Ever since temporarily closing its doors on March 16 to wait out the COVID-19 pandemic, staff members at SPARK Museum of Electrical Invention in downtown Bellingham have been hard at work ensuring that the museum comes out of this strange time stronger than ever.
“While we greatly miss our visitors and our volunteers, we have been able to use this time to make the museum more accessible – even while our doors are closed, which is a bit ironic – because staff have been able to devote themselves to special projects,” says Abby Russell, SPARK Museum’s program coordinator.
Consider the fun SciShorts videos that Tana Granack, SPARK’s director of operations, has been producing on his own in an empty museum, placing the camera in front of various exhibits to chat in his inimitable style about magnetism, static electricity, sound recordings and more.
Or consider the Virtual Visit feature that Russell has added to the SPARK website to help Whatcom community members engage with the museum even when they can’t be there in person.
“We are trying to find ways to bring the museum to students and others in the community,” Russell said. “We want to make science as accessible as possible, and this is one way we can do that.”
Virtual Visit is an interactive feature of the website designed to give folks a taste of the collection and spark excitement about what they might find in the museum. It’s focused on artifacts and history, telling some of the quirky stories that have attended the discovery and manipulation of electricity.
And then there’s the new Teacher Resources collection, a special project of Russell’s that has been on her heart and mind for some time.
“Our overarching goal for the museum is two-fold,” Russell said. “We want to inspire curiosity and get people engaged in science and the world around them, and we want to be a direct support to teachers, both in classroom learning and now in online learning.”
In speaking with Bellingham and Whatcom County teachers throughout the pandemic, Russell has heard several times how difficult it can be to teach science online.
“Teachers have told me that science has always been hard to teach, but it’s extra hard right now,” Russell said. “There are no hands-on experiments, no teacher right next to you, no goggles to wear, no tentacles to play with. It’s difficult.”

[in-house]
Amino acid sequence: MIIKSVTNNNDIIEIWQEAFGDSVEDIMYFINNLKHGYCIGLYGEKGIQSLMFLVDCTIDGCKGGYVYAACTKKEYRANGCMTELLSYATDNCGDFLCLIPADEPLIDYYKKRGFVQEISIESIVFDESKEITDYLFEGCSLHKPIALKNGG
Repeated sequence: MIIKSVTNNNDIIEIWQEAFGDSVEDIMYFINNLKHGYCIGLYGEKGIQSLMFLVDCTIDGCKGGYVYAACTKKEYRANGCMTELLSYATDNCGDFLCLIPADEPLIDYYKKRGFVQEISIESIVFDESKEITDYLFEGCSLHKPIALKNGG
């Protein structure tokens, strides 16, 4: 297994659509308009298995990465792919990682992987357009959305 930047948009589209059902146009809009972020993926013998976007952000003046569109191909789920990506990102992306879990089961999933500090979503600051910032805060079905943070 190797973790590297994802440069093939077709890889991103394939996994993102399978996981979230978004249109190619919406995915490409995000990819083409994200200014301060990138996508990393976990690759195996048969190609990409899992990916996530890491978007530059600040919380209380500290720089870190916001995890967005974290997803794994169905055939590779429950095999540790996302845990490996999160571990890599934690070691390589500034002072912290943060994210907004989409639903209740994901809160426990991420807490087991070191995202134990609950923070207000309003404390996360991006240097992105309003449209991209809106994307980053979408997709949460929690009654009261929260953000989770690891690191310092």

Every game, object lesson, experiment, STEM challenge and lesson plan in the Teacher Resources section was hand-selected by Russell for its ability to mesh with the Next Generation Science Standards and its ease of completion in kids’ own homes.
“These are experiments you can do with things you already have in your house, your recycling bin or your yard,” Russell said. “Plus, they are easy for parents to follow.”
The hands-on science activities are safe, fun and easy to fit in into the school curriculum, Russell said.
“For example, there are pop can static races that you can do at home. Later, when kids are able to be back in the classroom, teachers could put together physics Olympics challenges that use games like this.”
Teachers from throughout Whatcom County often come to Russell for assistance finding ways to make such topics as physics, electricity and magnetism fun and engaging for students. In crafting the Teacher Resources, Russell is trying to meet teachers’ needs in ways that supplement field trips to the museum or that can even supplant trips to SPARK for students or classrooms not able to visit.
“Even when students can’t come to the museum, they can still get the SPARK excitement. That’s the idea. We want science to be fun, and we want SPARK Museum to be a useful and engaging resource for teachers, parents, nannies and students. These resources are for anyone looking to get kids of any age engaged with their learning and excited about science.”
In so doing, SPARK also wants to give back to the community that has given it so much, Russell said.
“We are extremely grateful to all of the many wonderful sponsors who have made these efforts possible,” Russell said. “Truly, we could not do any of what we do at SPARK Museum without them.”